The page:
Dollarizing Your Value to Legal Departments: Return on Investment

In an earlier post, I commented on some metrics used by insurance and other in house legal departments used to measure the value of outside law firms engaged to represent them in litigated matters, e.g., insurance coverage or bad faith litigation, the latter of which has at risk real corporate dollars.

I’ve received a thoughtful question or two from lawyers who were interested in how I went about demonstrating to my clients (and prospective clients) what kind of return they could expect in exchange for every dollar of legal fees  they invested in our firm to defending them.  I’ve referred to this metric as Return on Investment (ROI).

It’s somewhat of a subjective exercise up front, which involves making an educated estimate of the insurer’s reasonable exposure at the  start of the case.  You don’t need to actually DO the estimation at the start of the case, because the ROI calculation cannot be done and fed back to the client until the case has ended,  and both the final case outcome and total legal fees are known.  The initial exposure assessment is the only subjectivity in the process; all the rest of the numbers are hard data.

So, here’s a quick and dirty ROI calculation, which can be used for a single case, or aggregated to account for a number of completed cases.

For any case, let

a=the initial, reasonable worst case exposure for client at case outset

b=the final payout, if any; and

c= the amount of legal fees incurred to arrive at the final result

 The ROI calculation is simply:

(a-b)/c.

What Do The Numbers Tell Your Clients About Value?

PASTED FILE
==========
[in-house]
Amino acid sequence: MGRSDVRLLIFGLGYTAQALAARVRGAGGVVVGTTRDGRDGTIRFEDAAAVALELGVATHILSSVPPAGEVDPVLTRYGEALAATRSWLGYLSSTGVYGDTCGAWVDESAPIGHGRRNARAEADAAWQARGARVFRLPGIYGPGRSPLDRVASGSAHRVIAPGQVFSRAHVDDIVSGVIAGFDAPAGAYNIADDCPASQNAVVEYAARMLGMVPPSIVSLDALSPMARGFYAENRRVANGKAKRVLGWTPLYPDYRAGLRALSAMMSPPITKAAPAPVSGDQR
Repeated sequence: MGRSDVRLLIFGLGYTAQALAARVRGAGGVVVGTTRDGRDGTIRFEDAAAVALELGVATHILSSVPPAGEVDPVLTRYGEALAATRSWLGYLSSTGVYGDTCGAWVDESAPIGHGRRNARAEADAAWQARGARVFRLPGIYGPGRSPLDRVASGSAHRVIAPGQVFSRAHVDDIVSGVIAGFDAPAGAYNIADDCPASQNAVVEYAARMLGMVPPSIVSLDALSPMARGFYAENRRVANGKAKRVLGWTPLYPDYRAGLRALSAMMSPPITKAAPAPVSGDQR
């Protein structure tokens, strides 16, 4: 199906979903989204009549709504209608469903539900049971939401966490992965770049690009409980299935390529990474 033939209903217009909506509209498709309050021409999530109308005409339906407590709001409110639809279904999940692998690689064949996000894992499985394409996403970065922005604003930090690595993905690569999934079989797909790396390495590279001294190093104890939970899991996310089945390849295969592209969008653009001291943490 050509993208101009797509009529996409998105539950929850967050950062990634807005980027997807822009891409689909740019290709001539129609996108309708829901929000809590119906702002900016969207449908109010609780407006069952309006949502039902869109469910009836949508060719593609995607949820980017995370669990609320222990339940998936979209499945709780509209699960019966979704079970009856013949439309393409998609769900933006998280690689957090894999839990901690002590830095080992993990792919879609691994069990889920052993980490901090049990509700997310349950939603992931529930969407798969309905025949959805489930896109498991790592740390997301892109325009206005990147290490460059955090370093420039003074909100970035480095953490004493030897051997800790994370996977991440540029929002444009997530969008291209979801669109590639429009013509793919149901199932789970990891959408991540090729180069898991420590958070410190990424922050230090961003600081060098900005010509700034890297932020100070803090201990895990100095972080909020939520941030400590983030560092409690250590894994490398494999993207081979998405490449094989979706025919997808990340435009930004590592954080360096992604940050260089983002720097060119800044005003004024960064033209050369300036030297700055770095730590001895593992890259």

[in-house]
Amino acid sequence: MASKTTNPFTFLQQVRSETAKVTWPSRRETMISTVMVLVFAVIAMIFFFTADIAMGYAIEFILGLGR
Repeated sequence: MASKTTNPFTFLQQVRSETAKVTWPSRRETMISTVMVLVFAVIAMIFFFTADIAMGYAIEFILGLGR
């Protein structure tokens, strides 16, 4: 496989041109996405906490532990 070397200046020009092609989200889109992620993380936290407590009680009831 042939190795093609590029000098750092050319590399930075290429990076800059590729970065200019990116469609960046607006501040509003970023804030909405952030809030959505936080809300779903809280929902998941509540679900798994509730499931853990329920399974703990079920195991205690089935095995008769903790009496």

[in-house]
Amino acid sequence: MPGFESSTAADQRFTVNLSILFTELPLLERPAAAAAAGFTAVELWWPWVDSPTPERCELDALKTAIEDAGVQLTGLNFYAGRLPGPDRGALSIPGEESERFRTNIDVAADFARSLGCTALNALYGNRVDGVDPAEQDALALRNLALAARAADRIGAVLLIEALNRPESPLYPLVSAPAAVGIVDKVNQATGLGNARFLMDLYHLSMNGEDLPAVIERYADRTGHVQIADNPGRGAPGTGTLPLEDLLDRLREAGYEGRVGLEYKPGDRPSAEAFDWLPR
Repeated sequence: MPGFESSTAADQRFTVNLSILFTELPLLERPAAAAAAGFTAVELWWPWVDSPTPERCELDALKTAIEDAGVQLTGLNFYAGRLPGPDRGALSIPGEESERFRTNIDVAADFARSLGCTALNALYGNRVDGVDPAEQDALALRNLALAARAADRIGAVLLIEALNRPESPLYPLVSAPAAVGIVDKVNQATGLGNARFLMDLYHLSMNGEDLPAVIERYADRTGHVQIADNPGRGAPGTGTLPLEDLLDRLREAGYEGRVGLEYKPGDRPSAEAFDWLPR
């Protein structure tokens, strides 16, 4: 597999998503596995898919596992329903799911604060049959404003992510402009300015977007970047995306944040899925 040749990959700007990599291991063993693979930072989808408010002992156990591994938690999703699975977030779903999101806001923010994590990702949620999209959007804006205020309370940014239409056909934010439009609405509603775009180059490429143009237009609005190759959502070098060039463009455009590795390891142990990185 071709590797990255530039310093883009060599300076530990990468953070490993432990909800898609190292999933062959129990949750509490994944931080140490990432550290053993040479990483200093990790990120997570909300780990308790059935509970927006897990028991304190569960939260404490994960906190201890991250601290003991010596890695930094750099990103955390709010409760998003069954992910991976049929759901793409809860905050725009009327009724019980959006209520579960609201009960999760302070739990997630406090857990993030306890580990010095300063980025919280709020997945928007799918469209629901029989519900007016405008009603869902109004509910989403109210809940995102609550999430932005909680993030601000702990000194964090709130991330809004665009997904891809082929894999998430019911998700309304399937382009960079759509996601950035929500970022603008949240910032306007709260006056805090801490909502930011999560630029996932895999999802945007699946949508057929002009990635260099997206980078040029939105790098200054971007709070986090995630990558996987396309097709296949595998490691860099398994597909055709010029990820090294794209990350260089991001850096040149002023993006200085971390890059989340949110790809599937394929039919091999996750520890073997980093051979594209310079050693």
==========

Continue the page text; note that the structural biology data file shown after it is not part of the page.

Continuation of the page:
This calculation is a ratio, which expresses the relationship between the company’s investment in legal fees and the reduction or elimination in the contingent corporate exposure which the fees produced.   In terms of quality or value, a reasonable initial target might be a 3:1 to 4:1 ratio.  5:1 and above are good benchmarks, as a general proposition.  But there is a caveat:  a 5:1 ratio is not satisfactory if your clients average ROI from outside firms is, for example 8:1.

And you may never  get data about your competitors.  The solution?  Shoot for as high a ratio as possible, and work to keep it high.  You will know how well you are doing by the number of repeat engagements you are given.

Originally, I simply used the plaintiff’s initial settlement demand as reasonable worst case exposure, but was quickly educated by clients, and by experience, that a plaintiff’s opening number cannot always, or even usually, be considered reasonable.  I also quicly learned that using such unreasonably high demands to plug into the equation led to ratios which were unreliably flattering, and as a result, not useful to discerning clients.

Return on investment (ROI) can only be used as marketing feedback if the numbers are reasonably reliable, and viewed as such by your clients.

DMC Lawyers Obtain Summary Judgment For Harleysville In Bad Faith Suit

Reading, Pa., Jan. 19Dickie, McCamey & Chilcote attorneys C.J. Haddick and Christine Line have won a dismissal in a bad faith case in favor of client Harleysville Insurance Companies.  The Berks County, Pa.  Court of Common Pleas on January 19 granted the motion for summary judgment filed by Haddick and Line in a bad faith suit arising out of a commercial property coverage dispute over an alleged van theft and fire involving business personal property.  Haddick and Line are members of the firm’s Insurance Law and Litigation Group.

Harleysville did not dispute it owed coverage for the value of the van, substitute van rental expense, and for the value of certain business personal property under an inland marine policy.  It did contest, however, the Plaintiff’s claimed entitlement to a variety of other sums for towing, vehicle storage, loss of business income, and claims for tool losses in excess of the policy limit.  The Court agreed that the additional claims were unsupported by the policy language.

The Court also agreed with Harleysville’s position that regardless of the outcome of the several coverage claims, the claims decisions made were made with reasonable legal and factual bases.  As a result, the Plaintiff’s bad faith claims were dismissed as well.

For additional details on  the ruling, or suggestions  how to have your coverage and bad faith claims decided faster and more favorably with greater cost control, contact us at chaddick@dmclaw.com or 717-731-4800

Rogers Flooring Co. v. Harleysville Ins. Co., Berks County No. 14-674 (Sprecher, J.)